It’s been a while since the MacBook Pro was redesigned, and if you only buy a new laptop every few years, ideally each new laptop should offer something new, and be a lot faster too. In late October, the new MacBook Pro was finally announced, with its new Touch Bar as the centerpiece. It took about five minutes for the internet to erupt in an echo-chamber of ill-considered rants, but what’s the real story? Were the outcries justified?
Here’s another five word review to help the decision along: Touch, Vivid, Controversial, Pricey, Forward-thinking.
The Touch Bar is Apple’s answer to “why don’t you make a touchscreen Mac?”, and it’s actually a pretty good one. Yes, adding a touchscreen to a regular Mac seems like an obvious choice, but Apple have apparently tried it, and it doesn’t work.
As an aside, I have tried Microsoft’s new folding Surface PC, and it’s nice enough, but definitely a niche product. While drafting or animation professionals would probably love it, the dial is not great, the pen has issues, and the UI is compromised due to being neither truly touch nor truly pointer-driven. The Windows way, including touch as part of the regular Windows experience, means that few apps have actually been adapted for touch, and it shows.
For Apple, the two worlds will remain separate for at least the foreseeable future. The Touch Bar, as a bridge between the direct world of touch on iOS and the indirect pointer-driven world of macOS, provides something unique that complements the pointer pretty well. It’s direct and predictable, letting you use your finger to tap a button that says what it’s going to do. It’s context-driven, meaning that you’re offered different controls in different contexts. It’s flexible, so you can drag on sliders as well as push on buttons—and that’s something really new.
FCP X provides some great examples of how you can use the touch bar well—you can tap a single key to perform a useful trim operation that normally needs a two-finger operation. You can see a view of your whole timeline, even in full-screen mode. You can use a slider to control audio levels by dragging, and even drag on the trackpad while you drag on the touch bar to get mixer-style keyframe controls.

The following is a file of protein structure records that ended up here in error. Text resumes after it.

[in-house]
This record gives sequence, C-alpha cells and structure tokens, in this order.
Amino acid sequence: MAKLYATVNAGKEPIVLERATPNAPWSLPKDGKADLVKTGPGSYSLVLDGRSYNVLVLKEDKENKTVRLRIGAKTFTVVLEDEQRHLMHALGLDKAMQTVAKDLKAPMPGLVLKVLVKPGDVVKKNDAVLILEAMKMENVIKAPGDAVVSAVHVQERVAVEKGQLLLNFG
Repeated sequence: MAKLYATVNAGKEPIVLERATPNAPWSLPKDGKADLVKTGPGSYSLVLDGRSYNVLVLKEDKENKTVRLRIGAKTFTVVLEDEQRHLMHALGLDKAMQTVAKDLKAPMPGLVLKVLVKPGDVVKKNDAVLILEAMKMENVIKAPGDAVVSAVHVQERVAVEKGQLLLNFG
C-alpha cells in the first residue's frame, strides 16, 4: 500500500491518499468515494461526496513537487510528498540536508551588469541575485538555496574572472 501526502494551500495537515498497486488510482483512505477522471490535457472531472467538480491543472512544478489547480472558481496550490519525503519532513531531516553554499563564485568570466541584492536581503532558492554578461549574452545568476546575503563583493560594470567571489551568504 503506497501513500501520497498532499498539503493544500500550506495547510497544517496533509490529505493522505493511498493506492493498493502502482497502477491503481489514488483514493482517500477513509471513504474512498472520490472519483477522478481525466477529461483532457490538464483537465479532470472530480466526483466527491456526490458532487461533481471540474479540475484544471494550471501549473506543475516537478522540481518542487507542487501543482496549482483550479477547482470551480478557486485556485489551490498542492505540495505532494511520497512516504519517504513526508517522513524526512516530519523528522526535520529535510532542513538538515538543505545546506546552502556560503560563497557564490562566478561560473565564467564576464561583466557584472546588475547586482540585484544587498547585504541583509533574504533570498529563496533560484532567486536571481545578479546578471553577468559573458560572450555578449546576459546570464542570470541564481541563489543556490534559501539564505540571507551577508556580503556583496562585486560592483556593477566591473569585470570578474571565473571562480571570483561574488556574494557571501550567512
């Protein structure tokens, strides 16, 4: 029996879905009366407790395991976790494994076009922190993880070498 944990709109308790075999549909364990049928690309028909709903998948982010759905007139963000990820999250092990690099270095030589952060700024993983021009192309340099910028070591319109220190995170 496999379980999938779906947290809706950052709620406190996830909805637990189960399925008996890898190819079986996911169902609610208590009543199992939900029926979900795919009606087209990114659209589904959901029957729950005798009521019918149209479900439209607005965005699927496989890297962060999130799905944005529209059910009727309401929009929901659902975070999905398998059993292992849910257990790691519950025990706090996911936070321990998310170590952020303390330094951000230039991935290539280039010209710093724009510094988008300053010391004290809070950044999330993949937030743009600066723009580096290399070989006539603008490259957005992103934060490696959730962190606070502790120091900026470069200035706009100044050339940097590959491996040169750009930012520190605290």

Other apps aren’t as advanced just yet, but some apps let you customize the touch bar, and the system-wide Control Strip is configurable and removable too. F-keys can still be shown, by holding Fn or on a per-app basis. We haven’t seen everything that the Touch Bar can do just yet, and once we see more third-party developers really get into it, we’ll see it put to much wider use. It’s good, but this is version 1.
Regarding the other main thing you touch—the keyboard is great. I use an Apple Extended Keyboard on my iMac, and I like this keyboard just as much. To my fingers, it feels much nicer than the MacBook’s similar-looking keyboard, and typing is as fast and error-free as ever. For hardcore Escape key users, though the F-keys have been demoted, you can turn caps lock into a hardware Escape key if you really need it.
The new P3-capable screen is great. It’s sharp, and can display wide-gamut colors like 2015’s Retina iMac. If you don’t have a wide-gamut screen, it’s impossible to show you the difference, but it’s like the difference between CMYK and RGB, or between a regular process color and a neon spot color. You can crank up the vibrancy and saturation all the way to 11, and it still looks great. Like taking blinkers off.
There’s system-wide support for wide-gamut images from the iPhone 7, and of course you can use an image editor to push a standard image beyond the sRGB color space. FCP X 10.3 supports wide gamut color for video, and third parties are on board in the video space too. True, many viewers of your work won’t able to see those vibrant colors, but that’s the nature of progressive enhancement—it leaves users of older devices no worse off, while enhancing the experience on newer devices.
Oh, and speaking of vivid—the sound is loud and clear. The speakers in this Mac are the first I’ve actually wanted to listen to music on.
Though we’d heard rumors that the Touch Bar was coming, and that TB3 and/or USB-C was likely to be the only port type, I don’t think a prolonged burst of negative feedback was quite what Apple had expected. Was all that ranty noise justified? Mostly, at least to me, no.
Firstly: the demand for 32 GB of RAM. Since no Apple laptop has ever let you install 32 GB of RAM, and Intel’s current lower-power chipset doesn’t support that much low-power RAM, this one’s just not possible yet. Next time?